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Tree spared from Main St. project PDF Print E-mail
Written by MITCH MAERSCH   
Wednesday, 06 September 2017 18:28

Village agrees to save silver maple with liability on property owners

A tall, silver maple tree on Main Street in the Village of Belgium has been saved from the road reconstruction project.
Denis and Lila Mueller, who own property at 640 and 642 Main St., requested the village not take down the large tree on their property after the village and county began condemnation proceedings to acquire and remove it.
Ryan Mueller, Denis and Lila’s son, told the Public Works Committee in July that his father liked the tree when he bought the house behind it.
“It’s a big sentimental part for him,” he said.
Committee member Josh Borden asked who is responsible if the tree dies from the reconstruction project.
“I think the chance of the tree getting wrecked is minimal,” Ryan Mueller said.
Attorney Ed Ritger, who represented the family at the committee meeting and a Village Board meeting in August, said the Muellers are willing to be financially responsible for the future of the tree and will pay for removing it if necessary.
Ritger said homeowner’s insurance will cover incidents such as the tree falling and hurting someone.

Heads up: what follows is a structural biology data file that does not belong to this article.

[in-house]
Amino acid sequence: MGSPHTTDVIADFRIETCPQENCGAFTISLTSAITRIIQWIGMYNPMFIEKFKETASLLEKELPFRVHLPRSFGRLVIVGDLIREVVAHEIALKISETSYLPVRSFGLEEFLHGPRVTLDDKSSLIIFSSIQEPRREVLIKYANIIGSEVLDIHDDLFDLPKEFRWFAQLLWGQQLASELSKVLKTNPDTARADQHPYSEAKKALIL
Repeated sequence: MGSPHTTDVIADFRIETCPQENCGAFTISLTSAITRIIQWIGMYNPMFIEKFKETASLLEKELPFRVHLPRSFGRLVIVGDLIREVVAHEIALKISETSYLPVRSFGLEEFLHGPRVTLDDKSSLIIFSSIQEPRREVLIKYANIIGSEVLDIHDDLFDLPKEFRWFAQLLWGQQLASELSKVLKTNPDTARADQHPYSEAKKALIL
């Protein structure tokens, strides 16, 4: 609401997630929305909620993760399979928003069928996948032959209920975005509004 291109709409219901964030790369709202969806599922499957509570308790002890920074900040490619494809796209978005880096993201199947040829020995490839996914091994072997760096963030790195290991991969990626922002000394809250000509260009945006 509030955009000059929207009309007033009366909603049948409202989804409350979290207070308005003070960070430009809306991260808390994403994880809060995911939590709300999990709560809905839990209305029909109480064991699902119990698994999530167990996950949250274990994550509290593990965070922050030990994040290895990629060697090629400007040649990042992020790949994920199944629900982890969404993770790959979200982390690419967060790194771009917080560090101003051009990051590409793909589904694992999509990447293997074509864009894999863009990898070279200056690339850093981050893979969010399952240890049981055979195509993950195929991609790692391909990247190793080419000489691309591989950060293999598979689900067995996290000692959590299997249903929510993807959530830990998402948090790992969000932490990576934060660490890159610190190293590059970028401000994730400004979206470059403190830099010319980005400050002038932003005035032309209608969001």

“If they maintain a hazard and someone gets hurt, insurance will cover it,” he said.
But if someone stood under the tree during a lightning storm, that is a different issue, he said.
Village attorney Gerry Antoine agreed.
“That’s on them,” he said.
The Muellers have a $5 million umbrella insurance policy, Ritger said.
The Muellers had Nichols Tree Service of Mequon examine the tree in April. Nichols’ assessment is the silver maple is 130 to 150 years old and is 43.5 inches in diameter.
“The tree appears to be solid but we make no guarantees. This tree has a good, flared root system,” the assessment said.
Nichols said care should be taken around the tree during construction, suggesting fencing off an area around the tree to protect its root system and pruning any damaged roots.
In Nichols’ professional opinion, the tree is worth saving, according to the assessment.
“If care were to be taken around the tree, in its present condition, it is possible that this tree could outlive us,” he said.
Ryan Mueller said the family has no plans to sell its house, but any agreement with the village would be transferred to new owners.
The committee unanimously recommended the board allow the tree to stay, provided the Muellers assume responsibility for any damages it causes and cleanup if it falls or dies, covers the cost of replacing the sidewalk and relinquish the easement for the tree to the village if it dies
Village President Vickie Boehnlein clarified one of terms of the agreement.
If the loosening of soil causes the tree to fall, it’s not the village’s fault, she said.
The board approved the agreement, 6-0. Trustee Dale Pfeifer was absent.
The sidewalk will be moved slightly during reconstruction to accommodate the tree.

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